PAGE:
Polar Regions, Science, Climate Change and Sustainability
Founded by Belgian polar explorer Alain Hubert, Prof. Hugo Decleir and Prof. André Berger in 2002, the Brussels-based International Polar Foundation provides a novel interface between science and society, and was recognised by Belgian Royal Statute as a foundation for the public good in 2002.
The Foundation seeks to bring about a keener appreciation of the role of science, particularly research in the Polar Regions, through a re-examination of the planet’s interconnections, its fragility, the impact of human actions on the environment, and the evolution of millennial climate cycles.
To achieve its aims, the Foundation has initiated several high-profile projects; this includes supporting polar science through the creation and operation of the wind-and-solar-powered zero emission Princess Elisabeth Antarctica station, logistical support of scientists working in Antarctica, fellowship awards for Antarctic researchers, an annual symposium on Arctic issues, and several science and education websites and classroom activities and resources.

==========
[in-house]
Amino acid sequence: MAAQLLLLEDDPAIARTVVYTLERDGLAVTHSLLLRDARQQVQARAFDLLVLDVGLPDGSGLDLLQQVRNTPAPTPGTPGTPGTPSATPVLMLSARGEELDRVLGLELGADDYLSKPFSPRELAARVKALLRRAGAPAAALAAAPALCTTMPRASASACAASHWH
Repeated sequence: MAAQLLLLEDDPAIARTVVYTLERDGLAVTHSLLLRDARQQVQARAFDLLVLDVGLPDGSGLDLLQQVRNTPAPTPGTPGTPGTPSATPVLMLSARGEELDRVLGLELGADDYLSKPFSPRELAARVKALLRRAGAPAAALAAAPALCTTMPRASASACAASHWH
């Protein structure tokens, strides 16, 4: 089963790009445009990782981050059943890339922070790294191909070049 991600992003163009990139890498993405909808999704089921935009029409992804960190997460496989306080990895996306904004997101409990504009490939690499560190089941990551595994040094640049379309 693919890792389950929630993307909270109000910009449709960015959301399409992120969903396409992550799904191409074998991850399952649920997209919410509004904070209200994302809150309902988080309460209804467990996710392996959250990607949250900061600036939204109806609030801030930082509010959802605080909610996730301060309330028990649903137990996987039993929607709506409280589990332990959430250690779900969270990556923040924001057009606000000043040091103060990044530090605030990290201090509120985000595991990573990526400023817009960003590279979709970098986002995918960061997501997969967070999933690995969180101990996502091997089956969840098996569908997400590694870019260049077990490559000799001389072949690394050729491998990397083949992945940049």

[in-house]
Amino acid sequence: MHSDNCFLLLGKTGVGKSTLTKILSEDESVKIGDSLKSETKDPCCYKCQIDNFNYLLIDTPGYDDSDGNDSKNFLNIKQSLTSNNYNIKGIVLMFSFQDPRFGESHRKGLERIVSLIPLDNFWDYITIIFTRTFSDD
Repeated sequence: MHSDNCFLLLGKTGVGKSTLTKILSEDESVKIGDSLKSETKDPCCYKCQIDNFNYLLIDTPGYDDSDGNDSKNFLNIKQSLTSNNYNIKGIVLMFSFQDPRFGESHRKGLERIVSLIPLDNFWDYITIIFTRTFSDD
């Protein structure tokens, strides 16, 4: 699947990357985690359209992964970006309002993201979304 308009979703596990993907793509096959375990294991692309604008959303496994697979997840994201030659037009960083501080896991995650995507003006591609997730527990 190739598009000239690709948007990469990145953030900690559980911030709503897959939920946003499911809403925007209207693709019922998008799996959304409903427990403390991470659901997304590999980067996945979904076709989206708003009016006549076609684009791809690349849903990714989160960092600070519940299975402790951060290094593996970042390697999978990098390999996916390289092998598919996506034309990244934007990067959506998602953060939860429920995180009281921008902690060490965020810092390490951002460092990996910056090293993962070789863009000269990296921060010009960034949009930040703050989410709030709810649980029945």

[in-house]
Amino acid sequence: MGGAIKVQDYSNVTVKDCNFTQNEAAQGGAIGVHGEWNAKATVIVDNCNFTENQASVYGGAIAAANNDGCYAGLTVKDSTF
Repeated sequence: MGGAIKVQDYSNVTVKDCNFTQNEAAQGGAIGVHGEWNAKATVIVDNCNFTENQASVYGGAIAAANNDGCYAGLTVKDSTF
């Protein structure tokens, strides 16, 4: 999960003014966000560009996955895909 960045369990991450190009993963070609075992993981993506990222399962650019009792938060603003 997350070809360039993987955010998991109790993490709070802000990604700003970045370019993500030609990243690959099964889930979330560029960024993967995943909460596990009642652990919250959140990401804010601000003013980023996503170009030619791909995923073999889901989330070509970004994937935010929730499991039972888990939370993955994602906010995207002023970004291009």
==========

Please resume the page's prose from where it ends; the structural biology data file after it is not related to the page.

What we Stand For
The Arctic and the Antarctic, and the scientific research done in these regions can be used to communicate about climate change and the challenges our societies must meet to mitigate its effects.
Education and Outreach
Education and communication help world citizens to take informed decisions and move towards more sustainable, low carbon societies. Younger generations will have to be prepared to meet the climate challenge.
Innovation and sustainability
Technologies needed to meet the climate challenge are already available today. Building a "Zero Emission" station in one of the most hostile environments on Earth, using existing technologies, is a testament to that vision.